Roving Periscope: Overwhelmed by immigrants, Canada tries a course-correction
New Delhi: With its reckless pro-immigration policy almost ‘destabilizing’ the politico-economy and the society in the sprawling North American country because of fast-changing demographics, soaring inflation, social unrest, and the angry natives reportedly bracing to throw out the Justine Trudeau government in October 2025, Canada has rushed to do some mid-stream course correction.
In a severe blow to the foreign dreams of many, especially aspirants from Punjab and Haryana, Canada put a two-year cap on student visas, although it will dig a big hole in its kitty. Canada is set to lose some USD 80 billion a year!
Of the eight lakh immigrant ‘students,’ over 40 percent came from India alone in 2023, mostly from Punjab and Haryana, the media reported.
Canada’s change in study visa rules has come against the backdrop of its sour diplomatic relations with India. In September 2023, Prime Minister Justin Trudeau accused the Indian agencies of killing a Sikh separatist Canadian citizen Hardeep Singh Nijjar, leading to a series of diplomatic moves affecting both the countries. Canada’s ‘pro-Khalistan policy’ is a direct result of its reckless immigration intake which has changed demographics in many areas and forced Trudeau to depend on the political support from separatist Sikh groups.
The changed immigration policies of Canada will not only affect lakhs of students but also thousands of professionals offering consulting services in sectors like education, the media reported.
On Tuesday, Canadian Minister for Immigration, Refugees, and Citizenship (IRCC) Marc Miller, during a press conference in Ottawa, admitted that international students are a critical part of Canada’s social, cultural, and economic fabric but, in recent years, the integrity of the international student system has been threatened.
“Some institutions have significantly increased their intakes to drive revenues and more students have been arriving in Canada without the proper support they need to succeed. Rapid increases in the number of international students arriving in Canada also put pressure on housing, health care and other services.”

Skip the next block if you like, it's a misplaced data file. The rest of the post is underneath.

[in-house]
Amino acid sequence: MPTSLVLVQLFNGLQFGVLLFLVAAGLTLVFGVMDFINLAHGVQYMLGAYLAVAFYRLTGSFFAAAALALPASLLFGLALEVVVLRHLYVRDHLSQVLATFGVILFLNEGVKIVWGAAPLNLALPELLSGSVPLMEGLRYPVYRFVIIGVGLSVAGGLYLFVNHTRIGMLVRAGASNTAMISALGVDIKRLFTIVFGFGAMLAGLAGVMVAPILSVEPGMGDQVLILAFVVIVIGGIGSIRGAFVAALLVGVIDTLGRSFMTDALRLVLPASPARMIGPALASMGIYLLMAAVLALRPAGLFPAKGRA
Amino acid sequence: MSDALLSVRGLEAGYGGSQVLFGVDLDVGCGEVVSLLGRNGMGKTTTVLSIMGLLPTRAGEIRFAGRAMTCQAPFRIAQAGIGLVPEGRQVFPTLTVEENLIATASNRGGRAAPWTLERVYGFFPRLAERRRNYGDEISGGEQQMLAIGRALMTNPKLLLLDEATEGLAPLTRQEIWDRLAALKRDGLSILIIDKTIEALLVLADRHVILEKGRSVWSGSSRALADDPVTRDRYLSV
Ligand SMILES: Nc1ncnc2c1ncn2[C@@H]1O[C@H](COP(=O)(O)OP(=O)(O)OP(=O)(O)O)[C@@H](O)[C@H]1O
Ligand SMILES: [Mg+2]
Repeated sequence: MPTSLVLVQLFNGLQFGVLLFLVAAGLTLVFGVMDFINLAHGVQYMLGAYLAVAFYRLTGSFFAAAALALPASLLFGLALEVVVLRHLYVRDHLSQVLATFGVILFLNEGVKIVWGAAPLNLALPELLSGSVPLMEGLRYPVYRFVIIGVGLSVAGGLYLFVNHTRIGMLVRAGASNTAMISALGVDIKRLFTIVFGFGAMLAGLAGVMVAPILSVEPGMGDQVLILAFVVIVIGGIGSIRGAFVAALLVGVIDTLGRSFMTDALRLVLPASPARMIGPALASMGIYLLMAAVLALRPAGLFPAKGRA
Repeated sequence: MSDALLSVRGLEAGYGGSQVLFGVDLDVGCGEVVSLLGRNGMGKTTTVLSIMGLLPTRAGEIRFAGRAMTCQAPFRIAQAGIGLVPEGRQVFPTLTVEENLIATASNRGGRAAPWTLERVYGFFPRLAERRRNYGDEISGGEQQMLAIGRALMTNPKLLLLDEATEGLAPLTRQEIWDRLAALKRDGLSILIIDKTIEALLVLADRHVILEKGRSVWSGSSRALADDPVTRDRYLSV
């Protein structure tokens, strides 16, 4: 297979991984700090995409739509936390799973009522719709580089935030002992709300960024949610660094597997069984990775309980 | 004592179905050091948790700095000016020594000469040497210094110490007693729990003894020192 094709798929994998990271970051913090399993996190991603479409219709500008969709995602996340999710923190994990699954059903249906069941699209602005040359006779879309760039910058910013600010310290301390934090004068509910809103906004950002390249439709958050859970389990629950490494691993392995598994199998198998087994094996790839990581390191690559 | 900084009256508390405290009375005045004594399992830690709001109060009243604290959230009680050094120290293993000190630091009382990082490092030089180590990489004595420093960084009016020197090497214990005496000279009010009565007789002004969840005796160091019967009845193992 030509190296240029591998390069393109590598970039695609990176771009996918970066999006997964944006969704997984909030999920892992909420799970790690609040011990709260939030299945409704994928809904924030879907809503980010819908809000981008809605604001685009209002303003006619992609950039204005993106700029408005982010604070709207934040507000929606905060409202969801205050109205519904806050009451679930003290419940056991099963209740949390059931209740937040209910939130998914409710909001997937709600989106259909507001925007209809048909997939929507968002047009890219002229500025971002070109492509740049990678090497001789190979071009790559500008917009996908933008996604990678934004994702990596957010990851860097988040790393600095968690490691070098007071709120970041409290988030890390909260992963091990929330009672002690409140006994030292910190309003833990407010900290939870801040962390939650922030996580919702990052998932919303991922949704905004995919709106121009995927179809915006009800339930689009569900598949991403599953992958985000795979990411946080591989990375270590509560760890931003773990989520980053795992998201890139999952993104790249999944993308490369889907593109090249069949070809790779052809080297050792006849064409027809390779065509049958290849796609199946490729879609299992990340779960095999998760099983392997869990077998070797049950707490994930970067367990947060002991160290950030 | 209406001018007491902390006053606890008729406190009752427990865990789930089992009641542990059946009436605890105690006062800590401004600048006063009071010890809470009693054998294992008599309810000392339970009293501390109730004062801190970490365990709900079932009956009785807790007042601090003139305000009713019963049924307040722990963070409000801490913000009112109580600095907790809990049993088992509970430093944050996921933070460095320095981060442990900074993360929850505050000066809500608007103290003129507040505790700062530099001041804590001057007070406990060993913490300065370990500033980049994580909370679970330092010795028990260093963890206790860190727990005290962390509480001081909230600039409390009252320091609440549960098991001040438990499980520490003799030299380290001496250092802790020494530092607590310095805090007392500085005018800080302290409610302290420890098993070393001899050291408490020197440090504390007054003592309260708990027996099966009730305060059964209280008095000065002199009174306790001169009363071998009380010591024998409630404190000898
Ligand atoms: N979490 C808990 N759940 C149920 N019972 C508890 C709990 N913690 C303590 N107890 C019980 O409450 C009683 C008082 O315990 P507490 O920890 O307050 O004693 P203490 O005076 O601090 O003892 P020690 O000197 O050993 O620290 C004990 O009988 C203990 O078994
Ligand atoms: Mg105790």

The two-year cap would lead to a 35 percent overall reduction in new study visa permits this year and around a 50 percent decline in Ontario province alone, where the bulk of students were heading to the so-called “colleges.”
Even in 2023, Canada had increased the Guaranteed Certificate Limit (GIC) amount, a mandatory requirement for a study visa permit from Canadian Dollars (CAD) 10,000 to CAD 20,635. To Indians, it meant more than doubling of the fee from Rs. 6 lakh to Rs 12.58 lakh. This directly increased the overall study visa expenses to almost Rs 30 lakh per head.
A major reason behind this decision was the housing crisis and inflation in Canada, making it difficult for immigrants to sustain themselves. Still, Canada remained the most sought-after country among students in Punjab because it offered a Permanent Residency (PR) option within three years.
A reckless migration of Indians to Canada also meant a flight of capital from the South Asian nation to the North American country.
According to a study on Overseas Migration from Rural Punjab: Trends, Causes, and Consequence, conducted between 2021 and 2023 by the Punjab Agricultural University (PAU), Ludhiana, about 56 percent of households borrowed money to send their children abroad. Canada was the first choice among applicants, followed by Dubai and Australia.
The study found that Punjabis sold assets worth Rs 5,636 crore and borrowed Rs 14, 342 crore to send their children abroad. On average, a family in Punjab spends around Rs 18 to 25 lakh on a study visa and up to Rs 4 lakh on other visas, including those moving to Dubai on work visas in the Middle East. Nearly 71.88 percent of these migrants were engaged in agriculture in Punjab.
For 2024, the cap is expected to result in 3,60,000 approved study permits, a decrease of 35 percent from 2023. Study permit renewals will not be impacted. Those pursuing master’s and doctoral degrees and elementary and secondary education are not included in the cap.
In the third quarter of 2023, Canada’s population grew at its fastest pace in six decades. Over eight lakh foreign students were in the country in 2022, up from 2.14 lakh a decade earlier. Opinion polls show that Prime Minister Justin Trudeau would lose the election if it were held now. His government is under pressure to address the unaffordable housing crisis, linked to a spike in immigration.